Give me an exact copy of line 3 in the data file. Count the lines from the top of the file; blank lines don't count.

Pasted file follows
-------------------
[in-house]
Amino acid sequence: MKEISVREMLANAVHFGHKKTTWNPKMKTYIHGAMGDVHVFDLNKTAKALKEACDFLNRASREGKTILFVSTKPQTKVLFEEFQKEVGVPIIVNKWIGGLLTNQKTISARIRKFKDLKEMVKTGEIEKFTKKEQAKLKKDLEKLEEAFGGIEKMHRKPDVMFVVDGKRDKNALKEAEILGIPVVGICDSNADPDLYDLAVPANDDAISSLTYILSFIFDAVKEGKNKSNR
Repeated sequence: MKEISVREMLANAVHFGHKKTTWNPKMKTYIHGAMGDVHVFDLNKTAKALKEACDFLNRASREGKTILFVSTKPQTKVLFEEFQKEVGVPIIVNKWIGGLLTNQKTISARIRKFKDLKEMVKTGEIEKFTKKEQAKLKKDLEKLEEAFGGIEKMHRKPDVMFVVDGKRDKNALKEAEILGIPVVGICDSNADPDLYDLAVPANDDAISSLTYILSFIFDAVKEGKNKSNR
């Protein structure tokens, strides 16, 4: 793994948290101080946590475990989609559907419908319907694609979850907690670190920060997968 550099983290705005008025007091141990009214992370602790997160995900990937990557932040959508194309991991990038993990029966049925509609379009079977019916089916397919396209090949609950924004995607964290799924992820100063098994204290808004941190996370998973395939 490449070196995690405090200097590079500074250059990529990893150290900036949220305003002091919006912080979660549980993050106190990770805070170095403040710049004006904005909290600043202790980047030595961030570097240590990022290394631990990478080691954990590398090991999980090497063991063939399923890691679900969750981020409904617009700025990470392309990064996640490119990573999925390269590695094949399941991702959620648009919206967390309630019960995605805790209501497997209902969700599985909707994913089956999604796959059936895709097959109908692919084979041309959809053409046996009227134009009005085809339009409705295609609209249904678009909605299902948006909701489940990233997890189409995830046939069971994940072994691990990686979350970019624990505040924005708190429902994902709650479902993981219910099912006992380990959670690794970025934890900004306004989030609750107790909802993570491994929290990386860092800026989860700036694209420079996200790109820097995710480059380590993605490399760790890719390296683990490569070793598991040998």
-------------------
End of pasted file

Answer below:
Repeated sequence: MKEISVREMLANAVHFGHKKTTWNPKMKTYIHGAMGDVHVFDLNKTAKALKEACDFLNRASREGKTILFVSTKPQTKVLFEEFQKEVGVPIIVNKWIGGLLTNQKTISARIRKFKDLKEMVKTGEIEKFTKKEQAKLKKDLEKLEEAFGGIEKMHRKPDVMFVVDGKRDKNALKEAEILGIPVVGICDSNADPDLYDLAVPANDDAISSLTYILSFIFDAVKEGKNKSNR